President Donald Trump was accused of racism in an op-ed in Out Magazine on Tuesday after the administration announced a campaign to decriminalize homosexuality worldwide, after which the publication got a heap of criticism itself.
The State Department told reporters that Richard Grenell, the U.S. ambassador to Germany, is holding a “strategy meeting” with activists from across Europe and that the initiative is reportedly going to take aim at Iran over its human rights abuses.
Grenell, who is openly gay, has been a vocal critic of Iran’s brutalization of the gay community and recently called out the “barbaric public execution” of a 31-year-old Iranian who was hanged for violating the country’s anti-gay laws.
A staff writer at the iconic LGBTQ magazine declared that the Trump administration’s effort to decriminalize homosexuality worldwide is an “old racist tactic.”
“Rather than actually being about helping queer people around the world, the campaign looks more like another instance of the right using queer people as a pawn to amass power and enact its own agenda,” Matthew Rodriguez wrote. "The truth is, this is part of an old colonialist handbook. In her essay, 'Can the Subaltern Speak?' postcolonial theorist Gayatri Spivak coined the term ‘White men saving brown women from brown men’ to describe the racist, paternalistic process by which colonizing powers would decry the way men in power treated oppressed groups, like women, to justify attacking them. Spivak was referencing the British colonial agenda in India. But Grennell’s attack might be a case of white men trying to save brown gay men from brown straight men, to the same end.”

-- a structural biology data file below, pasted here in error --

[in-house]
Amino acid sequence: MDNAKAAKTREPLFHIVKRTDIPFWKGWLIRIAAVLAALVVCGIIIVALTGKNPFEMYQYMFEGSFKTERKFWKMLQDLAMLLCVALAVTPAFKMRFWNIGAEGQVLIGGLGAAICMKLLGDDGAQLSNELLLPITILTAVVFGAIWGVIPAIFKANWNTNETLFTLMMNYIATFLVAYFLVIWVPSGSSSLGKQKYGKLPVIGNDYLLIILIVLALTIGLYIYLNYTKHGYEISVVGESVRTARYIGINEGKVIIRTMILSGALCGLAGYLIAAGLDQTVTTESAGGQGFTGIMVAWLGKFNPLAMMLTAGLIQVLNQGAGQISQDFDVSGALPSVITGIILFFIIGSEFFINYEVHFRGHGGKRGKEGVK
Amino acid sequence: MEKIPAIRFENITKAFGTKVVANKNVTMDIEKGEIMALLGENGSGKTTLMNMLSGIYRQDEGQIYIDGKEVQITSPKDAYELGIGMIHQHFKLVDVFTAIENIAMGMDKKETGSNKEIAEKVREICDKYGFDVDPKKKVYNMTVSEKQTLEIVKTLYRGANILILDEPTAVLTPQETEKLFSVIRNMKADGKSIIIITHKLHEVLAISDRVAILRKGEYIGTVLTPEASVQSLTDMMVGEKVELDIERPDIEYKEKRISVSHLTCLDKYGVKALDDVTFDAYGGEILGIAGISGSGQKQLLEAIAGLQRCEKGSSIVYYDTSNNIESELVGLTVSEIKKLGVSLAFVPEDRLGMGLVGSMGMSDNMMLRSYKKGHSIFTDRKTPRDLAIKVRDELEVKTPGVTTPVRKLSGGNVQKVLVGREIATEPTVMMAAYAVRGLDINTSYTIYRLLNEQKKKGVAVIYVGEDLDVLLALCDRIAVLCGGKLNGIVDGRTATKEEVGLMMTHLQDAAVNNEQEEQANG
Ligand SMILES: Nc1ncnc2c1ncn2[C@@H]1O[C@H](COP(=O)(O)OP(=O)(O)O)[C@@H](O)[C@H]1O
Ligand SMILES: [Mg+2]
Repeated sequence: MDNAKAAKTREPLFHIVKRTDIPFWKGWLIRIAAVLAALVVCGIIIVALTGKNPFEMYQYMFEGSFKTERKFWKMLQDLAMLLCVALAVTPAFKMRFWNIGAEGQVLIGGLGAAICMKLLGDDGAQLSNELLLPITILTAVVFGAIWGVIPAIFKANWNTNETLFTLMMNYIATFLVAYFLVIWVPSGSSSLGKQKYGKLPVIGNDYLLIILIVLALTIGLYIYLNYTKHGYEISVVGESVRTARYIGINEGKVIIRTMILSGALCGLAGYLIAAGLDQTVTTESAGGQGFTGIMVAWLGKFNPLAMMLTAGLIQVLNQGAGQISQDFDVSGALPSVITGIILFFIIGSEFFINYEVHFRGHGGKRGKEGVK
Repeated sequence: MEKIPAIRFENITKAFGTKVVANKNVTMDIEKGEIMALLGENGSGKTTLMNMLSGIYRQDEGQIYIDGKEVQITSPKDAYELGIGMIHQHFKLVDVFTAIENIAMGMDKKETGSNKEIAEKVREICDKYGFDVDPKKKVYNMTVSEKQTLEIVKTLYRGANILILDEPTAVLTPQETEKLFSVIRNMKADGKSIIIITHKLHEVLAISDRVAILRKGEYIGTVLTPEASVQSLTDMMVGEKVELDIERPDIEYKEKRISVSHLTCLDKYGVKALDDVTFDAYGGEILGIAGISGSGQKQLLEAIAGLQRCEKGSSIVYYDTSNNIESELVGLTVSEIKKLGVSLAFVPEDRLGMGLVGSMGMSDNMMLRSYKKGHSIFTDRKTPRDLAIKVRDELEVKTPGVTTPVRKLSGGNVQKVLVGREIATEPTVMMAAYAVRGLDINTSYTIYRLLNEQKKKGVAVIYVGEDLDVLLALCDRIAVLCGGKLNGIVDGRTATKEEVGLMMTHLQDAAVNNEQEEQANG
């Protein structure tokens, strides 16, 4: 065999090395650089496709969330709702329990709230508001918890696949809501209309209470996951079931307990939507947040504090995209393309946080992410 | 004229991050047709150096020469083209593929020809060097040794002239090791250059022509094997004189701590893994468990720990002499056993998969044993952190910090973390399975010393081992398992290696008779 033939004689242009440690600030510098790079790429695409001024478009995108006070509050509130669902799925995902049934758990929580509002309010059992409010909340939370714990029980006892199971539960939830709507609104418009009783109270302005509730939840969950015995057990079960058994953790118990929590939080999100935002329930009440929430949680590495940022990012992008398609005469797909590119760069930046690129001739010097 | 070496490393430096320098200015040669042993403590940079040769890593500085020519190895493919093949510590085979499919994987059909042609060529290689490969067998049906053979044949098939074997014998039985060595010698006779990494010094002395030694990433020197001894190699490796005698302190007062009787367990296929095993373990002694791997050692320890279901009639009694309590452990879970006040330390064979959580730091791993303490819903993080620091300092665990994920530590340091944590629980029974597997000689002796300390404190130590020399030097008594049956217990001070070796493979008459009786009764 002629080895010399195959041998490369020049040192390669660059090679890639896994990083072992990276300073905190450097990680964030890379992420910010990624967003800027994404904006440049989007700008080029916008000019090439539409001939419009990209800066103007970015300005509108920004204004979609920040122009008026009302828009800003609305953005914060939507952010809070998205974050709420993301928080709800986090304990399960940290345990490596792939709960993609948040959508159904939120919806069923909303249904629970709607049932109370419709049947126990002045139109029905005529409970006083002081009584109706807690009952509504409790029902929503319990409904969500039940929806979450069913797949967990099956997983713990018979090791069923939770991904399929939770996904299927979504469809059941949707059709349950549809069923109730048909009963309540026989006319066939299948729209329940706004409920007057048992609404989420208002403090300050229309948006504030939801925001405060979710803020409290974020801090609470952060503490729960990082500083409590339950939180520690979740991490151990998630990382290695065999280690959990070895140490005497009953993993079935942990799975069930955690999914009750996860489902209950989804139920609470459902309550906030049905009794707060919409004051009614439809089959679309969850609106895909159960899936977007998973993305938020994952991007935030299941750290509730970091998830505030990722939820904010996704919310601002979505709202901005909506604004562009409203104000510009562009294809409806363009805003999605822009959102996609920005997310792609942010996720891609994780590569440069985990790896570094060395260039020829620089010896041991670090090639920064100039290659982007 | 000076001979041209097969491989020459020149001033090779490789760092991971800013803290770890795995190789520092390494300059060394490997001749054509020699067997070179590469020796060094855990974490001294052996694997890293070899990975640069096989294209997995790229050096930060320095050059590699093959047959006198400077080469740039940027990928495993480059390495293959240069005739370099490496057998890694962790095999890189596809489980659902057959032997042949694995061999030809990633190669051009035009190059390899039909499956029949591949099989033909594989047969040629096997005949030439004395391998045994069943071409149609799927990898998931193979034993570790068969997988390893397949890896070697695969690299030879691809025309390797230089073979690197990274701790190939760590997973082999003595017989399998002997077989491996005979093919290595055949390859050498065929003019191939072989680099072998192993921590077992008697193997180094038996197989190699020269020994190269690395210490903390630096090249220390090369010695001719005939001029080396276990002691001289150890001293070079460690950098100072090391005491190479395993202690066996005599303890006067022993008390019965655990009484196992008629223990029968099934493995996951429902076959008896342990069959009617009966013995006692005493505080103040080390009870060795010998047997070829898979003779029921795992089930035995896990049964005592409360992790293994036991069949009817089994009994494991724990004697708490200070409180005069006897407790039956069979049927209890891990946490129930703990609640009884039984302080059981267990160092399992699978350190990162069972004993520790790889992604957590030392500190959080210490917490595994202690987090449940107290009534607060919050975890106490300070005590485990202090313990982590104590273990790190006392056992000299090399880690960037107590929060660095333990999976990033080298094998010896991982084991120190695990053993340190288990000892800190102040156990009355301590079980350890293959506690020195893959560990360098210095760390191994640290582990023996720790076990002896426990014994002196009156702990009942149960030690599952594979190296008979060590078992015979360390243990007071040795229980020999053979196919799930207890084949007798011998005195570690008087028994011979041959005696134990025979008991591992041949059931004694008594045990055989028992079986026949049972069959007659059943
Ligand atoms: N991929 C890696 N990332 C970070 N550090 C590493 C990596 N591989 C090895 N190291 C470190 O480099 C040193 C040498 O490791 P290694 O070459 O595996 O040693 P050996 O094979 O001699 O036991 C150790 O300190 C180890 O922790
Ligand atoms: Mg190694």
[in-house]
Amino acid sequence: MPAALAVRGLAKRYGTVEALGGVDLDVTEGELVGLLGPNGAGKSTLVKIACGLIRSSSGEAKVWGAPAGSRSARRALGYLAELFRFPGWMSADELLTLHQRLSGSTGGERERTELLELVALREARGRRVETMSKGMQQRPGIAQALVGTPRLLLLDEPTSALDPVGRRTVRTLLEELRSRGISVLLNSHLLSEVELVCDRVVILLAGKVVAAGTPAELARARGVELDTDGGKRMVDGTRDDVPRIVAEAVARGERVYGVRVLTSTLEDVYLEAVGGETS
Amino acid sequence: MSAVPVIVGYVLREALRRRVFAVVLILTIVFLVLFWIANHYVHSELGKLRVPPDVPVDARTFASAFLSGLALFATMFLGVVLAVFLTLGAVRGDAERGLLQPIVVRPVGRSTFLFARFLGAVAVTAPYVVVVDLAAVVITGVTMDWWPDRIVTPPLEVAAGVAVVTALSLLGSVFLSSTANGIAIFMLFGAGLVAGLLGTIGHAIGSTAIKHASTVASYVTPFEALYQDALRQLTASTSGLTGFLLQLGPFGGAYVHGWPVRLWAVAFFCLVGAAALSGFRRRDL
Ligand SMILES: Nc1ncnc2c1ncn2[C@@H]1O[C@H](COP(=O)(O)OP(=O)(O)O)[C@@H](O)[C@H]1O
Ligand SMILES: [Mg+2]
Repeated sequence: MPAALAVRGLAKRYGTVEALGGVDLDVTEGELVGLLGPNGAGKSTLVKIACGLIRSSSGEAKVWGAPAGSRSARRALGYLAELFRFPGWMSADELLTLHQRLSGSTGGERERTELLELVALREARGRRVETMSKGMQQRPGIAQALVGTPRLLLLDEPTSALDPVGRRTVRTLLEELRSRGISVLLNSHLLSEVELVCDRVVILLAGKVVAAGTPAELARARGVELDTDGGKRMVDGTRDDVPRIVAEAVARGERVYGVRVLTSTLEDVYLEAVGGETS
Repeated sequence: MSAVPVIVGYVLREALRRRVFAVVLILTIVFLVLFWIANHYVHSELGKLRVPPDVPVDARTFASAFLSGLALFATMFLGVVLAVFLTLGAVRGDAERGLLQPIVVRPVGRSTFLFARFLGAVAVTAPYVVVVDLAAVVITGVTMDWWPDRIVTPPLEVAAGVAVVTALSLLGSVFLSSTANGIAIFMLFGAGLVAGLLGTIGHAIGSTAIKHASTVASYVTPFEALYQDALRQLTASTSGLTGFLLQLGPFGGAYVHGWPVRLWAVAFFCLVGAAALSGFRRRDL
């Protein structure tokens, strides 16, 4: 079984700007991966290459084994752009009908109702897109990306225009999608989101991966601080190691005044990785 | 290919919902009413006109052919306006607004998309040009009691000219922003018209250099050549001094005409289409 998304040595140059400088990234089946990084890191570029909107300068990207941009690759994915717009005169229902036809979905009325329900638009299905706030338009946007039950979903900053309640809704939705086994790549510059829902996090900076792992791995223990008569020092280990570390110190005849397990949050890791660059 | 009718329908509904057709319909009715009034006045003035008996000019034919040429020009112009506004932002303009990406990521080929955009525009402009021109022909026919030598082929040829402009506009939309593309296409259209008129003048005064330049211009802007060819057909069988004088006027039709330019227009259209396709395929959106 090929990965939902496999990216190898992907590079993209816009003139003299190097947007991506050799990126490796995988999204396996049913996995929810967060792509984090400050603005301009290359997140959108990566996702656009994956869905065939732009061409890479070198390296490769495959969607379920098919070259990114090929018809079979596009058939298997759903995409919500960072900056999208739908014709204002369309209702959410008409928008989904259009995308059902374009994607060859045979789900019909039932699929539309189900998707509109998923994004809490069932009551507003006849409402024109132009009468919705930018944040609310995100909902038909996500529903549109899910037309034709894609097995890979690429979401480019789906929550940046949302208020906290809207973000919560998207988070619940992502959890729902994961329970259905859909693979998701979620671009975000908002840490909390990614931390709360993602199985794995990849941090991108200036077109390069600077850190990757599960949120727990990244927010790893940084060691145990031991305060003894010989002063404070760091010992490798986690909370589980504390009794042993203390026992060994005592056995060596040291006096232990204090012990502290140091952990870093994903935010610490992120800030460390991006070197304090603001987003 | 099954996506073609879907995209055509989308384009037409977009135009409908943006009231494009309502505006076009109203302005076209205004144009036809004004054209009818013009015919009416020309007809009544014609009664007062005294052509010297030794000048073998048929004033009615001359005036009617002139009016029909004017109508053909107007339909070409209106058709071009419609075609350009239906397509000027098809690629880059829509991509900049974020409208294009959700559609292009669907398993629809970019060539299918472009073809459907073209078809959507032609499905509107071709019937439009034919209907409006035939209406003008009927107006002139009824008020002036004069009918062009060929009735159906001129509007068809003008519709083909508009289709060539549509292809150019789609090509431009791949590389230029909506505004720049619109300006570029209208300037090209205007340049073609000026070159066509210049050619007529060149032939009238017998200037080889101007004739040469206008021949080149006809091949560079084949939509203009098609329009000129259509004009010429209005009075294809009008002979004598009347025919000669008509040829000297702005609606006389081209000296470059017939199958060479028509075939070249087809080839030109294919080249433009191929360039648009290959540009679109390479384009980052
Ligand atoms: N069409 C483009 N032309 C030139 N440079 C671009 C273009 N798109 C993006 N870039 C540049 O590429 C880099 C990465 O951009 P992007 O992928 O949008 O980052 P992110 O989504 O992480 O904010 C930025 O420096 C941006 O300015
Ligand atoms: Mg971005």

Rodriguez compared Grenell’s “sudden interest” in Iran’s anti-gay laws to Trump’s reaction to the Pulse Nightclub shooting in Orlando during the 2016 election, where he accused the then-candidate of using the 49 deaths “as a way to galvanize support for an anti-Muslim agenda rather than find a way to support LGBTQ+ people.”
“Though plans may or may not exist to invite local LGBTQ+ advocacy groups to the table, that they are not there at the plan’s inception is dangerous,” Rodriguez continued. “Inviting European activists to solve problems in the Middle East, African or the Caribbean — which, once again, are not monolithic in the slightest — is a toothless effort, more PR than progressive.”
The column was “ratioed” on Twitter, meaning more people criticized the post than liked or shared it.
Out Magazine’s former editor-at-large, Chadwick Moore, also criticized the op-ed, pointing to how he was fired by the magazine two years ago because he said “I don’t hate Trump.”